Optic Pathway Glioma
Also known as: OPG, optic nerve glioma, optic pathway tumor.
What is optic pathway glioma?
Glioma is a specific type of slow growing tumor that starts in one of the cells of the brain or spinal cord. When this tumor grows on or around the visual system (the conducting pathway that sends signals from the eyes to the brain which includes the optic nerve, optic tract, the chasm and the optic radiation and which allows a child to “see” images) it is known as an optic pathway glioma. Most are diagnosed in children less than 5 years of age.
What causes optic pathway glioma?
The cause is unclear. It tends to occur more often in children with a condition called neurofibromatosis 1.
What are the symptoms of optic pathway glioma?
Young infants/children may not complain of vision loss (or vision difficulties including difficulty reading, turning the head to see things out of the corner of the eye), but may present with rapid side to side eye movements, bobbing and tilting of the head, bulging eye, hormonal problems (as the optic and endocrine systems lie close to each other), weight gain, salt and water balance, sleep problems, abnormal growth, early puberty and frequent urination.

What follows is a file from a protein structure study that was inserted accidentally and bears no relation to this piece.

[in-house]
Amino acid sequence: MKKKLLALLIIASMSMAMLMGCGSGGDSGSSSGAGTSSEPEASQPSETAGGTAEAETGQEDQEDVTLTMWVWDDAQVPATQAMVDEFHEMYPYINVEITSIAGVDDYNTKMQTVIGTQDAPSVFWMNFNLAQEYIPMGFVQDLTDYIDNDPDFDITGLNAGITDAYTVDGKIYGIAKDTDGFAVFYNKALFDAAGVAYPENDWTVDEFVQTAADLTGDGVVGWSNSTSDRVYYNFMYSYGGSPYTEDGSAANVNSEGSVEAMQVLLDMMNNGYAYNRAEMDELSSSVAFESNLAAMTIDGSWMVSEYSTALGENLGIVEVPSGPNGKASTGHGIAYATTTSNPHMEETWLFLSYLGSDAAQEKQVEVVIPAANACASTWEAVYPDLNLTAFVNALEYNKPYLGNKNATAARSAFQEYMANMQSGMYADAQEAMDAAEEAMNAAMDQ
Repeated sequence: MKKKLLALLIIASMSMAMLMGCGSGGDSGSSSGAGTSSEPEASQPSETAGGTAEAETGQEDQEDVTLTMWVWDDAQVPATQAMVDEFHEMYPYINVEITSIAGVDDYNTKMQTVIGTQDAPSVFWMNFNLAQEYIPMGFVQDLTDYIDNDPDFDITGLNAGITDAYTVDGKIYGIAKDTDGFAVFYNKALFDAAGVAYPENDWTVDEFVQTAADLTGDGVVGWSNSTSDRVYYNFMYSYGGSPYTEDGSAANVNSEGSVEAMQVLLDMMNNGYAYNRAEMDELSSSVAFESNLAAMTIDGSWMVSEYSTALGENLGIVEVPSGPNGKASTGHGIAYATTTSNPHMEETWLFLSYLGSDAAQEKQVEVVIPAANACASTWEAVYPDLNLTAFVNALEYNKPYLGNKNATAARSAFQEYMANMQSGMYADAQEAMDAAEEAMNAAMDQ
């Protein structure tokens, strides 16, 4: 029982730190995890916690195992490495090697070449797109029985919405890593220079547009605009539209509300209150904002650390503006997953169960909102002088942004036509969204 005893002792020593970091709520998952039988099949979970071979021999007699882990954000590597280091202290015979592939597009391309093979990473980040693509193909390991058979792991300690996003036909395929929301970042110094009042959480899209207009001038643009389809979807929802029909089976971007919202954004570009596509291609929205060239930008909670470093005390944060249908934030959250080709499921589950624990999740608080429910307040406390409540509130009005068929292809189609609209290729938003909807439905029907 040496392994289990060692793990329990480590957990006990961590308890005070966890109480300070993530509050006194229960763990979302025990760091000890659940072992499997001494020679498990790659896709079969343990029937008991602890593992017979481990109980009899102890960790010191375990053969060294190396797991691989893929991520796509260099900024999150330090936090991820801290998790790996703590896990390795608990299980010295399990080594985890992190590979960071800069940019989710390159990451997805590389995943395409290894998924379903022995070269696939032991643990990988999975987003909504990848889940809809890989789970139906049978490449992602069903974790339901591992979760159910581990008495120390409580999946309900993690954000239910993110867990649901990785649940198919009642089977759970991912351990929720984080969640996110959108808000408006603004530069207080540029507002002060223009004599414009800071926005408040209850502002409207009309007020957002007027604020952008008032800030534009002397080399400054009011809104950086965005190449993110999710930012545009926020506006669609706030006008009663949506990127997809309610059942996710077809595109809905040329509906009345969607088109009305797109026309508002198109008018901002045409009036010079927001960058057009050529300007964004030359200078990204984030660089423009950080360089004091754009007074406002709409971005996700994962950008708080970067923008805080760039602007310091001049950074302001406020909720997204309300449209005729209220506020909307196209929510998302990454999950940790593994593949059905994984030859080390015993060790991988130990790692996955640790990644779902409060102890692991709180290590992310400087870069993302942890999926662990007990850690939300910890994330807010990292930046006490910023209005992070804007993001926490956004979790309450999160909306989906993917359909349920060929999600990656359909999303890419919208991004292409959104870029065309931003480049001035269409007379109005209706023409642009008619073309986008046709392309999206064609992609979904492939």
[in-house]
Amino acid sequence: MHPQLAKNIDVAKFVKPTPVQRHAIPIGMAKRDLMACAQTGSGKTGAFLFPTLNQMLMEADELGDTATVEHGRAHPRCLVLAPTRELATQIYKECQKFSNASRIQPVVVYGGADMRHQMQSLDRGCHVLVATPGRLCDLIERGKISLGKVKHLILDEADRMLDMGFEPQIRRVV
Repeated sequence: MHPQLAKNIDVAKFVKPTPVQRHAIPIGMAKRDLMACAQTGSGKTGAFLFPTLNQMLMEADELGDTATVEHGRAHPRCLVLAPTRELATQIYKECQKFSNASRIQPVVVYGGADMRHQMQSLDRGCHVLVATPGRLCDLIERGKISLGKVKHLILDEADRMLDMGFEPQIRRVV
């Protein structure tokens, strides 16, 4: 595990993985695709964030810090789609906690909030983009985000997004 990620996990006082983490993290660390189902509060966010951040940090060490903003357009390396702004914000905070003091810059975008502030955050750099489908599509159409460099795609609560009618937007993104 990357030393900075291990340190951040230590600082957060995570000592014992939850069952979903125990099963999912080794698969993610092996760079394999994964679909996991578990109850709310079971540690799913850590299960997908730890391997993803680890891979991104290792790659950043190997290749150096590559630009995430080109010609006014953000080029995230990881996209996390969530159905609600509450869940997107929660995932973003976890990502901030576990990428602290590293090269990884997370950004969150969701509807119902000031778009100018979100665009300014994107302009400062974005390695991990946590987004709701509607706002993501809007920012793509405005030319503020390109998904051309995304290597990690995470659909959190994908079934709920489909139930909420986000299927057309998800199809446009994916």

What are optic pathway glioma care options?
Chemotherapy to shrink the tumor, hormone therapy, surgery to relieve symptoms or radiation therapy, and medications to relieve pain and the side effects of therapy may be utilized.
Reviewed by: Jack Wolfsdorf, MD, FAAP
This page was last updated on: 9/9/2019 12:19:48 PM
Date: Saturday, October 19, 2019
Nicklaus Children's Hospital and the Miami Cancer Institute, part of Baptist Health South Florida, are again collaborating for The Caring for Kids with Cancer Symposium.